Well thats what they used to say but in these days of digital cameras and Photoshop nothing could be further from the truth, My friend David Newton did a blog yesterday on his own personal thoughts of image manipulation and in wildlife in general, Now i have to say that i am very old school and also not very good at fiddling around with my images, The most i will go to apart from the normal levels,saturation and curves is to remove a small twig or blade of grass that may be distracting, How far do you go? well i guess that entirely up to you, Forums are now full of 'clean' images and if you put one up with branches or so in the background then somebody is bound to comment that these should be removed as they are distracting, I shot some cracking eagle images when i was in Japan and by using a long prime you get what you get and i had some had wing-tips etc clipped, My favourite Eagle image had a very small amount clipped so the other day as i needed to print it large i went onto you tube and found a video of how to add wing tips, I did this and it printed very nicely, Now does this smack of hypocrisy? well i don't think so, the wing-tip was there but i just didn't/couldn't frame it properly what i hadn't done was to remove a tree or anything from the image so in such the scene was as it was at the time, I personally do not mind a small amount of tiding up and maybe there should be some guide lines to set the 'rules' on what is a photograph and what is a manipulated image-both will sell but one is the truth and one isnt, That is the reason why competitions ask for a RAW file to make sure that the images is as true to life as the time that it was taken, I think that is kind of sad that people coming into the trade/hobby see these heavily photo shopped images on the web and feel that its the norm and will emulate them-In the days of slide film what you shot was what you got ,just my thoughts-what are yours?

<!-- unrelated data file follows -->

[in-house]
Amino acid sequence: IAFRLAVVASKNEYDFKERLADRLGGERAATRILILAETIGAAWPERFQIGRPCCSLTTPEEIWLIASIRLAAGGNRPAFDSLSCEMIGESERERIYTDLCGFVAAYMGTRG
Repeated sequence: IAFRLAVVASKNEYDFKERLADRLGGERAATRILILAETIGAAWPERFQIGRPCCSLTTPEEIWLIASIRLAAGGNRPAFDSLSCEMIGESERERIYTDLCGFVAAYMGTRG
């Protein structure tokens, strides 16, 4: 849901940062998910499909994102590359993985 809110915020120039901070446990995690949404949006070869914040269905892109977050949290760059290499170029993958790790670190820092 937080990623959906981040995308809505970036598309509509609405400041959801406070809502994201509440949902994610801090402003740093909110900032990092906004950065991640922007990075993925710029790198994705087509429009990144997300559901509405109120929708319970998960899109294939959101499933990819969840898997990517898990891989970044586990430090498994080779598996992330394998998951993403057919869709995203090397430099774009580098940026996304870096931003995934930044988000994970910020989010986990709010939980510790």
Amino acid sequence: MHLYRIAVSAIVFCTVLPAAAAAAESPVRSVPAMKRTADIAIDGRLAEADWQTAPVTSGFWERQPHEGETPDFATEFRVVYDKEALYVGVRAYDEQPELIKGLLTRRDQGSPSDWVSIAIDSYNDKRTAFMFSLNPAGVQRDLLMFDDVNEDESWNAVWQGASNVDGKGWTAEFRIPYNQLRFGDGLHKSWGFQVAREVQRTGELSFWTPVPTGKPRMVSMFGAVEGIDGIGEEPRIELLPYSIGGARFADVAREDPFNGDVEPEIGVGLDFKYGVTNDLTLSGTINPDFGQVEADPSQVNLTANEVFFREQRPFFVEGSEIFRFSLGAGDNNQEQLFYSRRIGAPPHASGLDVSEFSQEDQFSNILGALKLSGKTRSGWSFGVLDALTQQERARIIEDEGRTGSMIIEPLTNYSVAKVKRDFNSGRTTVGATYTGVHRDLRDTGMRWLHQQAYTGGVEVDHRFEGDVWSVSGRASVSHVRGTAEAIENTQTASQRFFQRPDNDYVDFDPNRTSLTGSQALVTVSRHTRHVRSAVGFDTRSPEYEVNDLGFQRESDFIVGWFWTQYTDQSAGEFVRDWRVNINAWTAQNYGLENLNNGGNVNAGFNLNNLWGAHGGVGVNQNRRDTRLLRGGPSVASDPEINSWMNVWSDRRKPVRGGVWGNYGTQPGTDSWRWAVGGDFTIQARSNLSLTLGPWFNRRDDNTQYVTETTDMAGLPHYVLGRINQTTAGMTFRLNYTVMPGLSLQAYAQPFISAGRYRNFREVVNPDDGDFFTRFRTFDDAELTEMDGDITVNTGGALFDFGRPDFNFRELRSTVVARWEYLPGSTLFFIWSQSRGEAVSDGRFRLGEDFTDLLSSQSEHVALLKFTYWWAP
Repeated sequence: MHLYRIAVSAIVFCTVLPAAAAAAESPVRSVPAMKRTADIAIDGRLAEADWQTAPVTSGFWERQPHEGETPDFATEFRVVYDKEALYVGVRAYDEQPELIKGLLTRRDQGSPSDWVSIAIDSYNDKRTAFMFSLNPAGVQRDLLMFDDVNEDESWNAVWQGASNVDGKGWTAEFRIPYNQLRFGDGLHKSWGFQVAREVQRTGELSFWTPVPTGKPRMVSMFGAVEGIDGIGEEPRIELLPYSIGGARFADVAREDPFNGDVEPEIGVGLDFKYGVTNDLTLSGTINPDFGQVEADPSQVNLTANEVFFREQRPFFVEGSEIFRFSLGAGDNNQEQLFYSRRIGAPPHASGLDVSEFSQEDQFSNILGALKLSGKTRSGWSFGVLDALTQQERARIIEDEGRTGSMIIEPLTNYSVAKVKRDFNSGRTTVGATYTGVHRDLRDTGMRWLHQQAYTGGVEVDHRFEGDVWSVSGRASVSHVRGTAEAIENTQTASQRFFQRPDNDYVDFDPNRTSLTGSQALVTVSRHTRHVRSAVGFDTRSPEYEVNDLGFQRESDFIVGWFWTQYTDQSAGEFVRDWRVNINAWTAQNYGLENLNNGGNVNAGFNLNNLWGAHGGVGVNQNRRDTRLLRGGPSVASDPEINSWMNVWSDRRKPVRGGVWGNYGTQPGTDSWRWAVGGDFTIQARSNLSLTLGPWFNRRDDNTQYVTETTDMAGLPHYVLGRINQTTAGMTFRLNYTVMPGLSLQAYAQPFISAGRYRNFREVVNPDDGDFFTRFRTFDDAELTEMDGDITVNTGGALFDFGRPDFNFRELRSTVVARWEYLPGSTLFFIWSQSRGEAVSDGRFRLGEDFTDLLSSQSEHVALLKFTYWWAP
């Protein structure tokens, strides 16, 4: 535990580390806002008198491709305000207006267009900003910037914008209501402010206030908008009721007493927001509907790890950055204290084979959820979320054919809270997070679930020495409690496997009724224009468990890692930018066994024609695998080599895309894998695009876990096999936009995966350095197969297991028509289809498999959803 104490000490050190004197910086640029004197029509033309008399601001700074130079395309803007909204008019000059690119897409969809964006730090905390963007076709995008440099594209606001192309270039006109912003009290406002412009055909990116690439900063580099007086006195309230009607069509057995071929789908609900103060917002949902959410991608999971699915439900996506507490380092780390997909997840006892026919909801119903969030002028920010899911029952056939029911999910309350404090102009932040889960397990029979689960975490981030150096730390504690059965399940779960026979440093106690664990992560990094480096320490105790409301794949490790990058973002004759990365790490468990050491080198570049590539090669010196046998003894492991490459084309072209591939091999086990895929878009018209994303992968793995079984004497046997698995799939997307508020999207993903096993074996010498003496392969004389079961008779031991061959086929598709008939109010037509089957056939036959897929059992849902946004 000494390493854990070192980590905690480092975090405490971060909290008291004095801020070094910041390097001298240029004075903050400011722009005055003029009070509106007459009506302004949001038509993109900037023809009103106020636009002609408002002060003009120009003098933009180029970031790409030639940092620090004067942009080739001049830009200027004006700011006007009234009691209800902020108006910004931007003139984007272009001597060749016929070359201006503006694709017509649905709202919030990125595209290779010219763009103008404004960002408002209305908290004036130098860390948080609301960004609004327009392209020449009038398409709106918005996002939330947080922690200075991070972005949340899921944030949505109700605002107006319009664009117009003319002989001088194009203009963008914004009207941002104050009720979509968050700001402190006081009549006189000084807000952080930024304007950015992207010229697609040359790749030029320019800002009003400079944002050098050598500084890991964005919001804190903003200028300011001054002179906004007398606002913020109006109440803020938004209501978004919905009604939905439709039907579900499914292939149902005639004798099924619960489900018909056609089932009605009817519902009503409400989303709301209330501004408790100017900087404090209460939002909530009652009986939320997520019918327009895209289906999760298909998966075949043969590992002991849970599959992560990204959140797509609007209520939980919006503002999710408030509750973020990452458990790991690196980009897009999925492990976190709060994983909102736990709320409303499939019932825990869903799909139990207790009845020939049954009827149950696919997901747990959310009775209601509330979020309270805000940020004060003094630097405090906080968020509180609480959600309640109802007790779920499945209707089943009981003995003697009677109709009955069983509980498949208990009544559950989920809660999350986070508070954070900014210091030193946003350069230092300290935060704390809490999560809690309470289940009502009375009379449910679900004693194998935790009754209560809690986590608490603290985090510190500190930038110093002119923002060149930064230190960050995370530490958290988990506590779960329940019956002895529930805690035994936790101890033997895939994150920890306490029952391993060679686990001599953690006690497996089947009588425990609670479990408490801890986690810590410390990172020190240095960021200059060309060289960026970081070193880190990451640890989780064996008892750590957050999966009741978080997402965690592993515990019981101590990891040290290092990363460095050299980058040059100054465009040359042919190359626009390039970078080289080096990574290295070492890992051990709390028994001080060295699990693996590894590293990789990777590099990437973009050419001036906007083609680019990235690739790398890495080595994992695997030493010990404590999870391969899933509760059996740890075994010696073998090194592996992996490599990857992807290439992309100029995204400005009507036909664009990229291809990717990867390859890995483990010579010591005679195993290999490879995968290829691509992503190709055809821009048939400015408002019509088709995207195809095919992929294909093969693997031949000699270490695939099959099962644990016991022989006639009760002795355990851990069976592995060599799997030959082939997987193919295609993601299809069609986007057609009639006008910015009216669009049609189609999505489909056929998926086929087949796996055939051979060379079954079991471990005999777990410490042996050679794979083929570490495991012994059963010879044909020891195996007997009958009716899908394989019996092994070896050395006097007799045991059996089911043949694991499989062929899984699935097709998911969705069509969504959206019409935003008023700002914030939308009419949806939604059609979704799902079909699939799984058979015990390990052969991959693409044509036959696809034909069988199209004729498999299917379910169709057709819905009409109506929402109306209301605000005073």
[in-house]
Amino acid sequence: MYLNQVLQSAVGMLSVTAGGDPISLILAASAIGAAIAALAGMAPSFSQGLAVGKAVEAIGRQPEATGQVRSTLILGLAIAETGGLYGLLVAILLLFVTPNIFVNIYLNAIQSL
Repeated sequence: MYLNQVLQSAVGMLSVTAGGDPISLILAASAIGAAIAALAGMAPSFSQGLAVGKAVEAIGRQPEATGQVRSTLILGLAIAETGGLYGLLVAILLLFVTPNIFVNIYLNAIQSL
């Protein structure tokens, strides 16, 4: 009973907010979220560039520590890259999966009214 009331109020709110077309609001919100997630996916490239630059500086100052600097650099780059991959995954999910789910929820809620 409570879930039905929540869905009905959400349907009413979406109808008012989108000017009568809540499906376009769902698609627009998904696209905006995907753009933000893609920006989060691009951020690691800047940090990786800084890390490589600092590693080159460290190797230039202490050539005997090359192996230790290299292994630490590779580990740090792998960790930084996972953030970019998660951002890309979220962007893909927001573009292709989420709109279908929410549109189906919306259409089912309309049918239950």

Im with you on this one Dave, the edit of yours improves the image, at Focus the emphasis seemed to be more towards photoshop than getting images right in camera.ReplyDelete
At least your edit looks right some are shocking - but as you rightly say forums are alive with premadonna's who can't get an image for toffee but will happily say there is a distracting twig.
I, too, am on your side. The key, surely, is that no image manipulation should materially interfere, detract or alter the subject in question. To change a kingfisher's colours to make them appear more iridescent, for example. To add a forked tongue to a snake that clearly had its mouth closed. As for distractions, yes, I think they can be removed or knocked back if its enhances the viewing experience. I personally, however, neither trust nor enjoy images of birds, for example, shot against manufactured backdrops, the image rendered lifeless and too perfect. Really nice blog and great work! – Tim, UKReplyDelete
I think what you have done has improved the image a great deal, do you have a link to the video? There is no harm in tidying the image up(ok no good for wildlife competition) so long as that is all that happens. I do find it irratating when some people create a "new image" by manipulating to far. That is just my thought and if we had the required photoshop skill set, how far would one go?ReplyDelete
I watched this one